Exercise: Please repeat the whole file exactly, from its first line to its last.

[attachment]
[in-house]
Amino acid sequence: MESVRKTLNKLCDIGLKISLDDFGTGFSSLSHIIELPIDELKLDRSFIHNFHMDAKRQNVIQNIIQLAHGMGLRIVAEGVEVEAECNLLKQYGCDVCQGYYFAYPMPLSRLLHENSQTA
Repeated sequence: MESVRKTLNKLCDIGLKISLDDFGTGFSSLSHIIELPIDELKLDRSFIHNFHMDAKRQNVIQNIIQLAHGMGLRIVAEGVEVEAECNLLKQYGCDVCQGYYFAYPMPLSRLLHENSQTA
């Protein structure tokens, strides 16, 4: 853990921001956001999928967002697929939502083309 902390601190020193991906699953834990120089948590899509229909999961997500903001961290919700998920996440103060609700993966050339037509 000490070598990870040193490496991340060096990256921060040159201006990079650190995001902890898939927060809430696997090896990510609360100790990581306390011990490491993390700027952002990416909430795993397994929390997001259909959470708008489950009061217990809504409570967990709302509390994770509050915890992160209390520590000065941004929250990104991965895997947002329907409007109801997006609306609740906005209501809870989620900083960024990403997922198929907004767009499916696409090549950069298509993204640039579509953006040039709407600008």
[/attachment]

[in-house]
Amino acid sequence: MESVRKTLNKLCDIGLKISLDDFGTGFSSLSHIIELPIDELKLDRSFIHNFHMDAKRQNVIQNIIQLAHGMGLRIVAEGVEVEAECNLLKQYGCDVCQGYYFAYPMPLSRLLHENSQTA
Repeated sequence: MESVRKTLNKLCDIGLKISLDDFGTGFSSLSHIIELPIDELKLDRSFIHNFHMDAKRQNVIQNIIQLAHGMGLRIVAEGVEVEAECNLLKQYGCDVCQGYYFAYPMPLSRLLHENSQTA
């Protein structure tokens, strides 16, 4: 853990921001956001999928967002697929939502083309 902390601190020193991906699953834990120089948590899509229909999961997500903001961290919700998920996440103060609700993966050339037509 000490070598990870040193490496991340060096990256921060040159201006990079650190995001902890898939927060809430696997090896990510609360100790990581306390011990490491993390700027952002990416909430795993397994929390997001259909959470708008489950009061217990809504409570967990709302509390994770509050915890992160209390520590000065941004929250990104991965895997947002329907409007109801997006609306609740906005209501809870989620900083960024990403997922198929907004767009499916696409090549950069298509993204640039579509953006040039709407600008």